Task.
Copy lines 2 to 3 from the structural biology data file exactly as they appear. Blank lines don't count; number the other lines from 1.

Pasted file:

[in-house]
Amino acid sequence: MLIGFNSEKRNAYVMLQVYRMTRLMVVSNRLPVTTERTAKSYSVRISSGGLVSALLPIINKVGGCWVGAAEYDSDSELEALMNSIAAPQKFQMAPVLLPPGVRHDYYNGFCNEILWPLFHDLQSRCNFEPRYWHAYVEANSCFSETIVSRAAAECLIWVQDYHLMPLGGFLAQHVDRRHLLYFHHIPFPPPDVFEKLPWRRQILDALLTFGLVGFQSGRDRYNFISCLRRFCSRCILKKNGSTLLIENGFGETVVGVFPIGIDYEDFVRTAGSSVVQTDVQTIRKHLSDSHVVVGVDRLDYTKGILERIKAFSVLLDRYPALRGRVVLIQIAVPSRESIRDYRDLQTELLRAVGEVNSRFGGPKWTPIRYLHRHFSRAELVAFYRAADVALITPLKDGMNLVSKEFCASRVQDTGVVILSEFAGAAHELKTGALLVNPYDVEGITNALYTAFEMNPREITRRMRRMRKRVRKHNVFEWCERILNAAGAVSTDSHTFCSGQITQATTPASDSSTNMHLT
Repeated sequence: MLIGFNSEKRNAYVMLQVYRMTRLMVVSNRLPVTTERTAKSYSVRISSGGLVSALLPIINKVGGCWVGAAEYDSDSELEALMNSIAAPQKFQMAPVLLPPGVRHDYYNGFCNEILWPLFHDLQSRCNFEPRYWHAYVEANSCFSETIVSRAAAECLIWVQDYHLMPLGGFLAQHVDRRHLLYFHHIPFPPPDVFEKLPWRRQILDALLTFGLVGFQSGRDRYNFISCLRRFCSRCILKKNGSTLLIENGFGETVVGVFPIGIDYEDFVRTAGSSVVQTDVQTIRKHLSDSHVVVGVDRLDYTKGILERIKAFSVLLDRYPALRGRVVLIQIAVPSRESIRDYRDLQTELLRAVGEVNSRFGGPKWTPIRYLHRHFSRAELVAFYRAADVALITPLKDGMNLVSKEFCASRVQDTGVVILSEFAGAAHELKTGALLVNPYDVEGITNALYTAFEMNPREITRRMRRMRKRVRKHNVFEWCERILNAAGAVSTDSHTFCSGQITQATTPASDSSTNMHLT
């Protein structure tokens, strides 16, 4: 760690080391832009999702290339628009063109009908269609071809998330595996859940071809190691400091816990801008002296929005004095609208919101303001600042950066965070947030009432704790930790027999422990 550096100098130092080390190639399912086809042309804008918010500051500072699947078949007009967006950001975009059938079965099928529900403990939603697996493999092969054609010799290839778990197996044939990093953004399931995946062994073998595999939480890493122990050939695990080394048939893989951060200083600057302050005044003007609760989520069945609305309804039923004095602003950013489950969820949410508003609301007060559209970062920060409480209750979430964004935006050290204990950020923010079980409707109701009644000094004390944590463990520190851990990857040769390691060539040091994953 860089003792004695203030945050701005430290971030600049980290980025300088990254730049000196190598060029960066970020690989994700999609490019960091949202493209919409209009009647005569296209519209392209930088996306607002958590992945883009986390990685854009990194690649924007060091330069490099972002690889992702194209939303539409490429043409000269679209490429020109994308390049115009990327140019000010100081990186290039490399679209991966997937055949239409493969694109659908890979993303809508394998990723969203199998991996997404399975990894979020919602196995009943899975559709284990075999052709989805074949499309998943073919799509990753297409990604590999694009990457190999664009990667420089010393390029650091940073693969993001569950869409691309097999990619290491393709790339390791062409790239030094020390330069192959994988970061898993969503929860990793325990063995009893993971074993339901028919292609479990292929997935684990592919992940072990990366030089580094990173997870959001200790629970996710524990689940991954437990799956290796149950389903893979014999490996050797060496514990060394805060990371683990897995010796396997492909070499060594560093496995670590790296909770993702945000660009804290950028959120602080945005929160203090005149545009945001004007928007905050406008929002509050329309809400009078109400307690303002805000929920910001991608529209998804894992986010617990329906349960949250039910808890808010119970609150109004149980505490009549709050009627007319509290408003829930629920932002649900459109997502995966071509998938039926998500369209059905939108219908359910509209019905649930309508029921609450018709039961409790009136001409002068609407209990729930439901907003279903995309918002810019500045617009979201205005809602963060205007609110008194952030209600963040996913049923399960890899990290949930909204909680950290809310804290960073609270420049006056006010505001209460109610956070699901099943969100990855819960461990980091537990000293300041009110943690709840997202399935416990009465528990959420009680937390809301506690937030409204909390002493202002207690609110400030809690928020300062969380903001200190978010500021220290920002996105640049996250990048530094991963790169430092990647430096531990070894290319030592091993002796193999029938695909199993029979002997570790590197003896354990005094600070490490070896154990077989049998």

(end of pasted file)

Amino acid sequence: MLIGFNSEKRNAYVMLQVYRMTRLMVVSNRLPVTTERTAKSYSVRISSGGLVSALLPIINKVGGCWVGAAEYDSDSELEALMNSIAAPQKFQMAPVLLPPGVRHDYYNGFCNEILWPLFHDLQSRCNFEPRYWHAYVEANSCFSETIVSRAAAECLIWVQDYHLMPLGGFLAQHVDRRHLLYFHHIPFPPPDVFEKLPWRRQILDALLTFGLVGFQSGRDRYNFISCLRRFCSRCILKKNGSTLLIENGFGETVVGVFPIGIDYEDFVRTAGSSVVQTDVQTIRKHLSDSHVVVGVDRLDYTKGILERIKAFSVLLDRYPALRGRVVLIQIAVPSRESIRDYRDLQTELLRAVGEVNSRFGGPKWTPIRYLHRHFSRAELVAFYRAADVALITPLKDGMNLVSKEFCASRVQDTGVVILSEFAGAAHELKTGALLVNPYDVEGITNALYTAFEMNPREITRRMRRMRKRVRKHNVFEWCERILNAAGAVSTDSHTFCSGQITQATTPASDSSTNMHLT
Repeated sequence: MLIGFNSEKRNAYVMLQVYRMTRLMVVSNRLPVTTERTAKSYSVRISSGGLVSALLPIINKVGGCWVGAAEYDSDSELEALMNSIAAPQKFQMAPVLLPPGVRHDYYNGFCNEILWPLFHDLQSRCNFEPRYWHAYVEANSCFSETIVSRAAAECLIWVQDYHLMPLGGFLAQHVDRRHLLYFHHIPFPPPDVFEKLPWRRQILDALLTFGLVGFQSGRDRYNFISCLRRFCSRCILKKNGSTLLIENGFGETVVGVFPIGIDYEDFVRTAGSSVVQTDVQTIRKHLSDSHVVVGVDRLDYTKGILERIKAFSVLLDRYPALRGRVVLIQIAVPSRESIRDYRDLQTELLRAVGEVNSRFGGPKWTPIRYLHRHFSRAELVAFYRAADVALITPLKDGMNLVSKEFCASRVQDTGVVILSEFAGAAHELKTGALLVNPYDVEGITNALYTAFEMNPREITRRMRRMRKRVRKHNVFEWCERILNAAGAVSTDSHTFCSGQITQATTPASDSSTNMHLT